James Carroll disputes belief that Saint Augustine was bad for the Jews





St. Augustine of Hippo (354- 430) was probably the most influential Christian thinker after the Gospel writers and St. Paul. It is to him that we owe such doctrines as original sin and predestination. Yet he has traditionally been unpopular with those concerned about Christian treatment of Jews over the centuries, a disapproval that was expressed eight years ago by the popular historian James Carroll in his much-read book Constantine's Sword. Carroll wrote that Augustine and his followers believed that Jews "'must be allowed to survive, but never to thrive,'" so that their public misery would broadcast their "'proper punishments for their refusal to recognize the truth of the Church's claims.'" And the rest, goes the claim, was bloody history. But in a new book, Augustine and the Jews, Paula Fredriksen, a Boston University religion professor and self-proclaimed "Augustinista," upends the received wisdom. Fredriksen is no coddler of anti-Judaism. A former Catholic who long ago converted to Judaism, she was one of Mel Gibson's most acerbic critics when he released his movie The Passion of the Christ. But her book's subtitle, "A Christian Defense of Jews and Judaism," describes what she contends was Augustine's actual stance on the topic, one she says was "was little short of revolutionary" - in a good way. Excerpts from David Van Biema's interview with Fredriksen.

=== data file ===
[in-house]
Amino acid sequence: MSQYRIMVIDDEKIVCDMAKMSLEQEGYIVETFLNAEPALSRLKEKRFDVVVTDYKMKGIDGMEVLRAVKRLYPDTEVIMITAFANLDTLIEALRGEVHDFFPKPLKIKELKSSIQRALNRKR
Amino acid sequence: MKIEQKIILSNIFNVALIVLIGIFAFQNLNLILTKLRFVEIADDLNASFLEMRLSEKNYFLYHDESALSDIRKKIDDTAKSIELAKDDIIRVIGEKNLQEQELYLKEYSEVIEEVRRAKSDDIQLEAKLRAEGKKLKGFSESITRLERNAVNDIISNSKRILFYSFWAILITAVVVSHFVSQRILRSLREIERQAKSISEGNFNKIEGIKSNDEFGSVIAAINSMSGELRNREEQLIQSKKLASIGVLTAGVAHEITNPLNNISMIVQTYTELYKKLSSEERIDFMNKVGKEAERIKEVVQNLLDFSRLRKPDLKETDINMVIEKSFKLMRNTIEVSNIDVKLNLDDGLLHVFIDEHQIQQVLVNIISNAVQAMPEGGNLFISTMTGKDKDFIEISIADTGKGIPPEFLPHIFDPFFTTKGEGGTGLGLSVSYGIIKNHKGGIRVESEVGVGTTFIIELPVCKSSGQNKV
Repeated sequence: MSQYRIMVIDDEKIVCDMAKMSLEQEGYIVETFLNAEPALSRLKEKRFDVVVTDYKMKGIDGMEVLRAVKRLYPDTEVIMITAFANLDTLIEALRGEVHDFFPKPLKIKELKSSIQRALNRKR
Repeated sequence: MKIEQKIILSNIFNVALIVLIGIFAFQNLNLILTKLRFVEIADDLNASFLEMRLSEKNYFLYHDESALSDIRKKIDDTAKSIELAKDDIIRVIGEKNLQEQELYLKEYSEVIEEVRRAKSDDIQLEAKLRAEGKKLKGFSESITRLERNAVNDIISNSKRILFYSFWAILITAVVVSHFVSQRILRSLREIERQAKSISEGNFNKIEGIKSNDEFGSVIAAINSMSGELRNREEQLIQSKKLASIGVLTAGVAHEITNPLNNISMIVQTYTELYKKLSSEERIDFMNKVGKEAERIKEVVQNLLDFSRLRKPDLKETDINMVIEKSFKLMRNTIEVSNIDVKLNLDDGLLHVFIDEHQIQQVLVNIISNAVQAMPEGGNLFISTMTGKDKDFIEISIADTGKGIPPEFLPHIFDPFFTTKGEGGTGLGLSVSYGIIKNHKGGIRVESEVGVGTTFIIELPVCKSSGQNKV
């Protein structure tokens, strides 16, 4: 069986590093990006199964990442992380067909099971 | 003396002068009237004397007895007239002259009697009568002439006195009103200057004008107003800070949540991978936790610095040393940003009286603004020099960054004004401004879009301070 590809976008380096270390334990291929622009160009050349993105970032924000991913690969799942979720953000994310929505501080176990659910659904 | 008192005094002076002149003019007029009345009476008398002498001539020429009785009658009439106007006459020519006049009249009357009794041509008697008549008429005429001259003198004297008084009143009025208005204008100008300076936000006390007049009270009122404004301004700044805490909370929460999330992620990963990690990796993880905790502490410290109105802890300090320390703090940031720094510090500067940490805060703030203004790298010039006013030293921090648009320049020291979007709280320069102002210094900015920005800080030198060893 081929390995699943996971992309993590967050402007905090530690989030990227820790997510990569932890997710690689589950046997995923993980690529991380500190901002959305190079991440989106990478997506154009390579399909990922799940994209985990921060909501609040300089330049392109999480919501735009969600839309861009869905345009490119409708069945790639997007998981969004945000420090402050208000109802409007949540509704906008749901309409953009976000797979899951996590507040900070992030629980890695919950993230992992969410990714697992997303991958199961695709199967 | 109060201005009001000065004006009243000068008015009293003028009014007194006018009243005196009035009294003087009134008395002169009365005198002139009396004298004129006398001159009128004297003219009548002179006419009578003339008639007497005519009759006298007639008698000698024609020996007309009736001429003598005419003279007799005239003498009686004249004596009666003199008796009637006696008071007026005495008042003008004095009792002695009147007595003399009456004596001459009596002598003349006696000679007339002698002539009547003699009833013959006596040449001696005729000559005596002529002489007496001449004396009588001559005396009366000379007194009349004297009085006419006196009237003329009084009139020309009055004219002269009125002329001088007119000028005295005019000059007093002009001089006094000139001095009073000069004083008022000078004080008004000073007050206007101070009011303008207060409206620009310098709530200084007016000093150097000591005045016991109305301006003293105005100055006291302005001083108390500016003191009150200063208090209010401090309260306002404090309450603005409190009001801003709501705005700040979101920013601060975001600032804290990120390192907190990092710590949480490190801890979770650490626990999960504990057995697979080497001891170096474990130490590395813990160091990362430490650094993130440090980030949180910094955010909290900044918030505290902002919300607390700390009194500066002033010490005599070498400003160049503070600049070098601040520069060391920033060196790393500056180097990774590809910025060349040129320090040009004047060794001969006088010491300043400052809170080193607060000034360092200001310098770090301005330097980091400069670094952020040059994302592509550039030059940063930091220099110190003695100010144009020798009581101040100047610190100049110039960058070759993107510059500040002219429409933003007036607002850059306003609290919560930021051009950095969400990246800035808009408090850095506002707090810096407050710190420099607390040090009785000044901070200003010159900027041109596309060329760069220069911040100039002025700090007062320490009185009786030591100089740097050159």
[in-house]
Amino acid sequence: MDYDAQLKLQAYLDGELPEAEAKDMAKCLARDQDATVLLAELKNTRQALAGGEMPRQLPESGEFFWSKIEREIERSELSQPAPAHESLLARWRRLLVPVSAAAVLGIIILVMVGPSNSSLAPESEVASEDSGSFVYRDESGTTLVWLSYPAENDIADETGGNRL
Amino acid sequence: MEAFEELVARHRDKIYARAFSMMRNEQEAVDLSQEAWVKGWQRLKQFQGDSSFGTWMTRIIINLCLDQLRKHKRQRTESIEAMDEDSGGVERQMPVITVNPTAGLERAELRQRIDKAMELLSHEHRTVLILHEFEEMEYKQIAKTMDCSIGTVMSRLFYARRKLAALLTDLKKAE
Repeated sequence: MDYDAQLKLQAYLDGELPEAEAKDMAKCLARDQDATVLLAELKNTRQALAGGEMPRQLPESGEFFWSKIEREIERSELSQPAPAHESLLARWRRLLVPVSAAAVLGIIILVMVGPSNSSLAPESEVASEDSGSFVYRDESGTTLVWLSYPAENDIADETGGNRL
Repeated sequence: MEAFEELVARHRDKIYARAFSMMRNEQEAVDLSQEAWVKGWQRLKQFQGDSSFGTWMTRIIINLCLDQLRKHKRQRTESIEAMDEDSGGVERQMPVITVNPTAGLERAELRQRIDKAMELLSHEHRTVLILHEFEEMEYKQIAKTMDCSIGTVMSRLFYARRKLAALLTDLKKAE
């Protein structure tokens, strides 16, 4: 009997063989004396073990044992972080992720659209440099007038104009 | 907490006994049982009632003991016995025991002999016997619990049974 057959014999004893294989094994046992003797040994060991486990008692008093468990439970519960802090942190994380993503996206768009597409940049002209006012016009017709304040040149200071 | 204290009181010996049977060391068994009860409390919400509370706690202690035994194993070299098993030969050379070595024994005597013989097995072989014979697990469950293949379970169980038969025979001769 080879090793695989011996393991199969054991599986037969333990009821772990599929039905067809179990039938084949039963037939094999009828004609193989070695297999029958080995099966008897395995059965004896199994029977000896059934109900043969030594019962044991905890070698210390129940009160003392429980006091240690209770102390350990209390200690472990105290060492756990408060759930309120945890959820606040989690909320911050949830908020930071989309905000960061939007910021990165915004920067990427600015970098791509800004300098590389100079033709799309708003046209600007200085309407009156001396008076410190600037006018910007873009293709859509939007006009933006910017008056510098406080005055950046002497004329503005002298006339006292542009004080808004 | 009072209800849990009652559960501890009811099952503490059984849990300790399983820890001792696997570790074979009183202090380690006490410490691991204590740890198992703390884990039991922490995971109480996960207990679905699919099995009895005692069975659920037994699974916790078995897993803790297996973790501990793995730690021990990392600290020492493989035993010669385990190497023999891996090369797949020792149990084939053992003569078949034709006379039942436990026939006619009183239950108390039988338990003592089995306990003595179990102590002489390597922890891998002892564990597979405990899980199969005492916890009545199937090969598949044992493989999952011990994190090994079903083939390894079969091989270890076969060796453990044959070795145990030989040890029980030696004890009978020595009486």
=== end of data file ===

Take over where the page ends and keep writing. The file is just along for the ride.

TIME: So Augustine is not the bad guy regarding the Jews that historians so often conjure?

Fredriksen: Let's say that Augustine was much more benign socially - at least toward Jews - than people have usually thought.

What caused you to question the received wisdom?
Back in 1993 I was reading a work of Augustine's attacking a Christian heretic. Usually when ancient orthodox Christians said terrible things about heretics, they found even worse things to say about Jews. Until 395, Augustine had not been much different, but here he was, writing about one of the flashiest heresies of his time, and marshaling as arguments unbelievably positive things about Jews. As I read further, my scalp tingled. I had been working on Augustine for 20 years and I'd never seen anything like this before. Not only could I establish that he had changed his position, but I could locate this shift in his thinking very precisely, to the four-year period when he also wrote his monumental Confessions.

He just flip-flopped on the topic?

It was more complicated. Imagine if all our public discourse was conducted in the language of legal combat. His was. Learned argument did not aim to represent an opponent's position fairly, but to make it look as ridiculous as possible. Part of his rhetoric regarding Jews reflected this. Also, Christians using harsh language against Jews were often actually aiming at Christian opponents whom they painted as darkly as possible by comparing them to hostile caricatures of Jews.




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